Ashleigh Cope, the Henderson woman whose heart stopped on Thanksgiving after she was hospitalized with an often fatal infection caused by “flesh-eating bacteria,” has regained consciousness, spoken with her family and stood up with assistance, her mother said.
“She is truly a miracle and beating the odds,” Andrea Cope said Thursday of her 22-year-old daughter. “She is surprising her medical team daily.”
Ashleigh became ill following an outpatient surgical procedure at an undisclosed Henderson clinic two days before Thanksgiving. She was hospitalized the day before Thanksgiving and later diagnosed with necrotizing fasciitis, a fast-moving infection usually caused by a type of Streptococcus, the bacteria responsible for strep throat and other ailments.
She developed sepsis, a life-threatening condition, and her kidneys began to fail. She went into cardiac arrest for six minutes, according to her family. She was transferred to the UMC Lions Burn Care Center that Saturday, where she has remained for nearly two weeks.
Ashleigh, who underwent her eighth surgery earlier this week, remains on kidney dialysis. The infection in her body extended from her rib cage down to her knees, said her mother, who described her wounds as “devastating.”
Citing concerns about Ashleigh’s privacy, family and friends have declined to give the name of the clinic where she had surgery or to describe the nature of the procedure.
Necrotizing fasciitis infects the body’s fascia, which is “the connective tissue that goes between the muscles and the organs,” said Denise Zabriskie, a wound care nurse and an assistant professor at Touro University Nevada in Henderson, the state’s largest medical school. “Bacteria thrives on that fascia, and it travels quickly through the body, so it affects the muscles, the organs and even blood vessels. As it travels, it gives off this toxin that destroys tissues … (and) everything in its path.”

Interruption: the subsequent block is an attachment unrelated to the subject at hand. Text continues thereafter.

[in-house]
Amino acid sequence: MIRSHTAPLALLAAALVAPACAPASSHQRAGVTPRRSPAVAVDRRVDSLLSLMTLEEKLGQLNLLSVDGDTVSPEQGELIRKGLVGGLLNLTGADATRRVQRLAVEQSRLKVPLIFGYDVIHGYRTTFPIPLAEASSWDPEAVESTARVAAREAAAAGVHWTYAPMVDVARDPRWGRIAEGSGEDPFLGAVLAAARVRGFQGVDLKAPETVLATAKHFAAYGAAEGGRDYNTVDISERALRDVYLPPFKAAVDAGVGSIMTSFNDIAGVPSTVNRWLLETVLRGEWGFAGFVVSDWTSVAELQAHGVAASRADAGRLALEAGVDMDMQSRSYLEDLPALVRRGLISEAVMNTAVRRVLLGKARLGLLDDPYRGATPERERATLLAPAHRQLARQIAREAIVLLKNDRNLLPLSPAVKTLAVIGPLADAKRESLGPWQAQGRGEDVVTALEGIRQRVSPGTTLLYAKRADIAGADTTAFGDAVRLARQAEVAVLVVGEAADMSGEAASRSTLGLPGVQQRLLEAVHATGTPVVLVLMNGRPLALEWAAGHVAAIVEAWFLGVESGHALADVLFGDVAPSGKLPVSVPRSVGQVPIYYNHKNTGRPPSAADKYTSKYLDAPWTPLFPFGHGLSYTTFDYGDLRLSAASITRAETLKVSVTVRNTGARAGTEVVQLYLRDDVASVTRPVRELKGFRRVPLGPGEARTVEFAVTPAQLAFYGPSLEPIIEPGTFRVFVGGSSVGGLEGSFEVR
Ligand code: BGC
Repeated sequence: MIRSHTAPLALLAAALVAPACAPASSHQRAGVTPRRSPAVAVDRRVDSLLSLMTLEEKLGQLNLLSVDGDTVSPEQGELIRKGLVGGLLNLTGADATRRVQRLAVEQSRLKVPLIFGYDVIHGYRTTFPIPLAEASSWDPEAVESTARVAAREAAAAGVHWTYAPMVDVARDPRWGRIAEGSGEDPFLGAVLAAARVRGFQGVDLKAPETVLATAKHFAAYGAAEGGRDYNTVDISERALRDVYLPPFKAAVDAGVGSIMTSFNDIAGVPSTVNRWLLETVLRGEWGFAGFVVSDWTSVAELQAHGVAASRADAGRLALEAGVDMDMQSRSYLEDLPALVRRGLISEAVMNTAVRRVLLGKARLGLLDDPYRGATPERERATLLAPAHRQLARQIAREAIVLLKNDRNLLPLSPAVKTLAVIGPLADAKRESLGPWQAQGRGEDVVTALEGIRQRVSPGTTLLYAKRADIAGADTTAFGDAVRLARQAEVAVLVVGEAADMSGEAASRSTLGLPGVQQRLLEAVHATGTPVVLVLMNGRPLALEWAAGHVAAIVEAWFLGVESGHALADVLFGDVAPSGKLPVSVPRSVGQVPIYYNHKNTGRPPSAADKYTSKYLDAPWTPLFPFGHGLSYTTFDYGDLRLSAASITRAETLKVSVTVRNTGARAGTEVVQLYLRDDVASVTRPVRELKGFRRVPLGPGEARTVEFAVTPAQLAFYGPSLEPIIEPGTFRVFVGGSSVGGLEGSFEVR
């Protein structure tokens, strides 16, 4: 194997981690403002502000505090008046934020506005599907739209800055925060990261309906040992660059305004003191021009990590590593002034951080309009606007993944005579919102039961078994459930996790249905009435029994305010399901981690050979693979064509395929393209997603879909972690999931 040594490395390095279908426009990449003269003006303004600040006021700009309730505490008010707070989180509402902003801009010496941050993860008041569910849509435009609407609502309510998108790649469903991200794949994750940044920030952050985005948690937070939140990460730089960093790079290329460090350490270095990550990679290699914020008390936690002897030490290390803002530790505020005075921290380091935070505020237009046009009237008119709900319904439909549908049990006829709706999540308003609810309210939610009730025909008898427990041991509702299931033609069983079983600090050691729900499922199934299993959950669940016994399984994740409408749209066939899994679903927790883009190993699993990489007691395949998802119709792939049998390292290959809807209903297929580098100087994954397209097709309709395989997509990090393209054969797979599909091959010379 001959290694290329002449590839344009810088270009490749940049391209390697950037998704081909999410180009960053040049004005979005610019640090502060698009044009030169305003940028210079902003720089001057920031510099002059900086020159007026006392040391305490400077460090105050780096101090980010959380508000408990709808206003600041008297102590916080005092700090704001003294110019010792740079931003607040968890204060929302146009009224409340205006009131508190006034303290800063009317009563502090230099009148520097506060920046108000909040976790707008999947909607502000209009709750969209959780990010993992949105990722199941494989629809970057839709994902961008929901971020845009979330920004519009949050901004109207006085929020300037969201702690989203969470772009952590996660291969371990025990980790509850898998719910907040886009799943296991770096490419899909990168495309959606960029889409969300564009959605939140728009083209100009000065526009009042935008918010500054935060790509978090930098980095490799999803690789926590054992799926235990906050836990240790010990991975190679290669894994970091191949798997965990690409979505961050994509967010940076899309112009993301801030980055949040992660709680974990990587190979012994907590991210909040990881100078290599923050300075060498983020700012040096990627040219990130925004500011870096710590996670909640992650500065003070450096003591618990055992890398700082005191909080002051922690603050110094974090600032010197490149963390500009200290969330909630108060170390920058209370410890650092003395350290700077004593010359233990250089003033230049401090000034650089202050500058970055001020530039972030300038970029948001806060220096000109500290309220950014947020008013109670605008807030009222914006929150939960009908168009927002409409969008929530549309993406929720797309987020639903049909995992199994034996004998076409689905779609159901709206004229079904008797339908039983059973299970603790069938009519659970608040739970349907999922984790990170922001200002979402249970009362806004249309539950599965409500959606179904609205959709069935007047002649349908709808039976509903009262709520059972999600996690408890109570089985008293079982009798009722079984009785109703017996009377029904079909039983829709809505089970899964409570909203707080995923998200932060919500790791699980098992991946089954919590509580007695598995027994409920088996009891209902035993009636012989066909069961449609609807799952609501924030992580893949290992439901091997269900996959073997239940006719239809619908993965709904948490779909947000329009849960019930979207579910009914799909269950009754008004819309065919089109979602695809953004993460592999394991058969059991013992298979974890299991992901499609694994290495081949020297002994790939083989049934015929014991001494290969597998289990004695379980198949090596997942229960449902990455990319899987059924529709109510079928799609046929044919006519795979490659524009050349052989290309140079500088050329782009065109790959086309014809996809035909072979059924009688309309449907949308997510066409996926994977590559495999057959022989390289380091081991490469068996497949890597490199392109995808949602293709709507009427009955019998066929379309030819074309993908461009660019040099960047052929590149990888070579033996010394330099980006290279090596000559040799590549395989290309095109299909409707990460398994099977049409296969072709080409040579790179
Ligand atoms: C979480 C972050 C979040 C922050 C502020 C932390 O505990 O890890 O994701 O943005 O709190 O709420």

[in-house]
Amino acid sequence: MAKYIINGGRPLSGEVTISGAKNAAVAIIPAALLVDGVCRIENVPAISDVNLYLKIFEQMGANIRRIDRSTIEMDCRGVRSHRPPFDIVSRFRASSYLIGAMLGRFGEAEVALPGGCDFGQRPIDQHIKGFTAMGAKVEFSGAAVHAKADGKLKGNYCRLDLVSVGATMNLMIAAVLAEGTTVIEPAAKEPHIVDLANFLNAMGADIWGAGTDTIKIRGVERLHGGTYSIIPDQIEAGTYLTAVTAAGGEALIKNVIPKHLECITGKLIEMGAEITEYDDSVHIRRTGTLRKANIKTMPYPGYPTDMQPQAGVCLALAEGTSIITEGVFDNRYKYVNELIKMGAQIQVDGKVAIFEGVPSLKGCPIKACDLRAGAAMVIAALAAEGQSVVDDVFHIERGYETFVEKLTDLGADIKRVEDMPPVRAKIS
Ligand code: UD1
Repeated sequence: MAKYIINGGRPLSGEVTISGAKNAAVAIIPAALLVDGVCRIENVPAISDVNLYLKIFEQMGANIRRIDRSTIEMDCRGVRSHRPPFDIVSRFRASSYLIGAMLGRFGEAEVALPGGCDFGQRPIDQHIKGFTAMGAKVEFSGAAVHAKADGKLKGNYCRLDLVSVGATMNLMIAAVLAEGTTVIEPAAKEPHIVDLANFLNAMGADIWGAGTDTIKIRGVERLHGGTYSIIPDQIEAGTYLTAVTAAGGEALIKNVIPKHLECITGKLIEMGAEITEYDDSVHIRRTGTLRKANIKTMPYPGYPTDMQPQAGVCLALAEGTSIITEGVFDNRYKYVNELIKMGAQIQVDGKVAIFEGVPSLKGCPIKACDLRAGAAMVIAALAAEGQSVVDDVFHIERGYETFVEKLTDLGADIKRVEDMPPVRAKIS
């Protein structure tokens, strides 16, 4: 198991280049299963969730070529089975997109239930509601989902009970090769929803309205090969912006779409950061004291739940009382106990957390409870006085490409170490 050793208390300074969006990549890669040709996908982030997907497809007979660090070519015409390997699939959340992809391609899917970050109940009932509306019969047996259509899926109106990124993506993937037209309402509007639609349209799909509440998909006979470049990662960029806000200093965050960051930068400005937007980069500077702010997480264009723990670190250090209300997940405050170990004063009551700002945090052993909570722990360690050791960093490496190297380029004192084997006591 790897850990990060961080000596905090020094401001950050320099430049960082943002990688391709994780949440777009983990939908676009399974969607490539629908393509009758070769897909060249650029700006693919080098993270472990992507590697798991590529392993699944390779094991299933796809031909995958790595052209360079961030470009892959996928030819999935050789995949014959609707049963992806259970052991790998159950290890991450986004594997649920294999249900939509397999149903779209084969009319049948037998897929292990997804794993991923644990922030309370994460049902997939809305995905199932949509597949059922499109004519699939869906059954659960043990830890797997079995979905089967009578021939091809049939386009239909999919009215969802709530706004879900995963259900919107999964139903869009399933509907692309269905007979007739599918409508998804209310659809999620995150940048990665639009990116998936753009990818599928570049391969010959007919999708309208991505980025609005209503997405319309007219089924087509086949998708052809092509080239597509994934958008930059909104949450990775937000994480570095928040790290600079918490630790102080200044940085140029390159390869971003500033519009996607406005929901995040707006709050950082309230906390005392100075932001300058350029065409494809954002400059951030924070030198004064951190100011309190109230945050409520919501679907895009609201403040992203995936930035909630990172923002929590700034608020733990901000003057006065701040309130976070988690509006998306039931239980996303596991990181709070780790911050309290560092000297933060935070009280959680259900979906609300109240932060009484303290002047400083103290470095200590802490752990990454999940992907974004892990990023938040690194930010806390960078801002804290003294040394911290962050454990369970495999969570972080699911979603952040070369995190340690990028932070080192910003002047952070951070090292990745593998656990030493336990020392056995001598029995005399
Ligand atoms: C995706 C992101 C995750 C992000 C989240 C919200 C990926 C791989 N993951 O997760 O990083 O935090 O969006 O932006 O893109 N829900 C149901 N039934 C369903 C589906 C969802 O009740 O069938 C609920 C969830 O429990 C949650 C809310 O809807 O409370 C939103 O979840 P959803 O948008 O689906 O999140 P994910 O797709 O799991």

Once the infection begins, it typically has to be treated through the removal of tissue to stop the infection from spreading further, she said. The infection can result in deformity, amputation and death.
The bacteria causing necrotizing fasciitis usually enters the body through a break in the skin, which could be a surgical incision, a puncture or even a paper cut, she said.
“Did it happen in the facility, (or) did it happen in the environment (outside the facility)? I don’t think we’re ever going to know,” she said.
However, government health investigators could review other cases treated at the surgical facility that day for other infections, she said, noting that “free-standing surgical centers or clinics all have initiatives to prevent surgical site infections.”
State may investigate
The Nevada Department of Health and Human Services will investigate complaints regarding medical facilities, a spokeswoman said.
“At this time a complaint has not been received and an investigation has not begun since we have insufficient information to assign the case,” said spokeswoman Shannon Litz.
The department can look at “whether a health care facility is causing a high rate of infections, not necessarily the bacteria(s) causing the infection,” she said.
“The bacteria could have been contracted within the health care facility if they had another patient with that bacteria and the proper infection prevention practices (hand hygiene, proper use and disposal of personal protective equipment, proper disinfection or sterilization of medical equipment, etc.) were not followed,” she said. “Bacteria can be spread from patient to patient or health care worker to patient.”
Necrotizing fasciitis itself is rarely contagious, according to the Centers for Disease Control and Prevention.
The infection is fatal for up to one in three people who contract it. About 700 to 1,200 cases are documented each year in the U.S., though the CDC said this figure is likely underestimated.
A GoFundMe account has been set up to defray Ashleigh’s medical expenses. It has raised nearly $15,000.
A post on Ashleigh’s GoFundMe page Tuesday states, “Today, Ashleigh woke up feeling strong and determined. With assistance she was able to stand and move her legs for the first time today. …
“The journey continues to have many ups and downs. The family continues to be grateful for everyone’s support and prayers through this difficult time.”